DA alumnus Miladin Bogetic on his career since graduating from MAIS 08 in 2005
I was a ten-year-old boy when the country in which I was born – Yugoslavia – started to fall apart. Not long after, a war began in my hometown – Sarajevo. My family fled to Montenegro, and we went on to rebuild our lives there.
I believe that my interest in international relations, diplomacy, and politics started around that time. Seeing the failure of national, regional, and global “leaders” to prevent a bloody conflict in the Balkans instilled a certain curiosity in me. I was an avid follower of news on TV and a reader of newspapers already from my early teens. I started learning foreign languages around the same time, first English, then Russian and Italian, and some years later Bulgarian, German, French, Spanish. I joined a local debate club and practiced both critical thinking and public speaking.
Winning a full Open Society Foundation scholarship to study at the American University in Bulgaria, the first liberal arts college in the Balkans, opened many doors and marked the following 20 years of my life. I graduated with summa cum laude in Political Science and International Relations and immediately went on to do a Master’s programme at the Johns Hopkins University – School of Advanced International Relations (SAIS) in Bologna. SAIS had a joint degree programme with the Diplomatische Akademie Wien - Vienna School of International Studies, which is where I came for the second year of my Master’s, directly joining the 8th MAIS. I wanted to stay in Europe at that time, and focus on international organizations, and the DA provided a perfect match.
My year at the DA was an amazing experience, both academically and socially. I learned a lot and made friends for life. Just this week in Sarajevo I met with two DA alumni, who had become good friends over the years. As importantly, Vienna provided an excellent hub for networking and learning first-hand about different international organizations. The same year I graduated from the DA I got my first internship – at the Organization for Security and Cooperation in Europe (OSCE), first in its Mission in Bosnia and Herzegovina, and then at the Conflict Prevention Center at OSCE’s HQ in Vienna.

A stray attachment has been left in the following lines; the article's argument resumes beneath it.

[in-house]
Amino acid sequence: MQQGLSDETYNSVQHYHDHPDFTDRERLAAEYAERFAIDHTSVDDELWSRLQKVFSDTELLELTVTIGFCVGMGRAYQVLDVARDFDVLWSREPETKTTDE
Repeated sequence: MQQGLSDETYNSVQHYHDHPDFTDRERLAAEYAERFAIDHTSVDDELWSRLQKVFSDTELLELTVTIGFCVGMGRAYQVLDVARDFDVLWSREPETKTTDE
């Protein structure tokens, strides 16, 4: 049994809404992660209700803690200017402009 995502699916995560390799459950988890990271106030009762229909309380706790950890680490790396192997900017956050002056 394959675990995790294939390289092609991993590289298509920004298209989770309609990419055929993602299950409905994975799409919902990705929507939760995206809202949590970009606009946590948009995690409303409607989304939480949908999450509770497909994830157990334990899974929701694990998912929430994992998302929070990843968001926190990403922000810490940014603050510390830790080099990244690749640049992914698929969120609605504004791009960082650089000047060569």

In May 2006, Montenegro renewed its independence, peacefully separating from Serbia and turning a new page in its long history. I returned home after seven years abroad and joined the Foreign Ministry, as one of the ten young diplomats hired shortly after the referendum. Those years were very exciting – building a new diplomatic network and establishing a new country on the global stage. I grew a lot at the Foreign Ministry, where I stayed for 3.5 years, both at HQ in Podgorica and at Montenegro’s Mission to the UN and the OSCE in Vienna.
Around that time, I passed a National Competitive Recruitment Examination (NCRE) to join the United Nations and was offered a position of an Associate Political Affairs Officer at the UN peacekeeping mission in south Lebanon. The learning curve was very steep during the three years I spent in Lebanon; I thought the Balkans was complicated, and then I discovered the Middle East!
Part of the NCRE programme was a mandatory rotation, which brought me to Geneva, Switzerland in 2013. I moved from political affairs to communications and started to work at the largest UN office outside of New York. While the fieldwork in Lebanon gave me a lot of exposure to the intricacies and nuances of the Lebanese-Israeli conflict, in Geneva I acquired a larger picture of global affairs, particularly in the fields of human rights, humanitarian affairs, and disarmament, the three topics I was mostly involved with.
In 2017 and 2018, I took a pause from my UN career and went to Ukraine to be the spokesperson for the International Committee of the Red Cross (ICRC). The year and a half I spent there reminded me of the conflict in former Yugoslavia and brought back some sad memories, but it was very gratifying to be part of a team that was helping people in need. I enjoyed interacting with beneficiaries in eastern Ukraine and telling their stories to the world.
Now, back at UN Geneva, I am looking forward to new challenges within the United Nations. I am still particularly interested in the intersection of communications and political affairs, which I view as the two sides of the same coin: good negotiators and political analysts need to know how to communicate and discern information from various sources, and good communicators need to have a solid understanding of global affairs. I believe I can be both.